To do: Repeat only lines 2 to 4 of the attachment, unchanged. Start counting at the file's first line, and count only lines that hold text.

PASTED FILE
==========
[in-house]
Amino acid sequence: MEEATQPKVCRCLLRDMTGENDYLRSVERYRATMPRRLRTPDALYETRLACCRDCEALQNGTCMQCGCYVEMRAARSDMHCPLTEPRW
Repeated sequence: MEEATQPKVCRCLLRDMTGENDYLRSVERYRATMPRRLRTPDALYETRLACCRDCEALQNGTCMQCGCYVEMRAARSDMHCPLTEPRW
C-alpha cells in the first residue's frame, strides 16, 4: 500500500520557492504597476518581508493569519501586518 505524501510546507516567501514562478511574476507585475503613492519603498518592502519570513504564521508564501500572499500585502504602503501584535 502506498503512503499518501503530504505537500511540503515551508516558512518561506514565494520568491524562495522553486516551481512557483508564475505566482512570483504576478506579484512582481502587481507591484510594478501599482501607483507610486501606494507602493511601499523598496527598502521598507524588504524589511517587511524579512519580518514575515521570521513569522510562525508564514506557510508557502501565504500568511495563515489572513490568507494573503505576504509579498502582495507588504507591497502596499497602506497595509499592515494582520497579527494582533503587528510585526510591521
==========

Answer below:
Amino acid sequence: MEEATQPKVCRCLLRDMTGENDYLRSVERYRATMPRRLRTPDALYETRLACCRDCEALQNGTCMQCGCYVEMRAARSDMHCPLTEPRW
Repeated sequence: MEEATQPKVCRCLLRDMTGENDYLRSVERYRATMPRRLRTPDALYETRLACCRDCEALQNGTCMQCGCYVEMRAARSDMHCPLTEPRW
C-alpha cells in the first residue's frame, strides 16, 4: 500500500520557492504597476518581508493569519501586518 505524501510546507516567501514562478511574476507585475503613492519603498518592502519570513504564521508564501500572499500585502504602503501584535 502506498503512503499518501503530504505537500511540503515551508516558512518561506514565494520568491524562495522553486516551481512557483508564475505566482512570483504576478506579484512582481502587481507591484510594478501599482501607483507610486501606494507602493511601499523598496527598502521598507524588504524589511517587511524579512519580518514575515521570521513569522510562525508564514506557510508557502501565504500568511495563515489572513490568507494573503505576504509579498502582495507588504507591497502596499497602506497595509499592515494582520497579527494582533503587528510585526510591521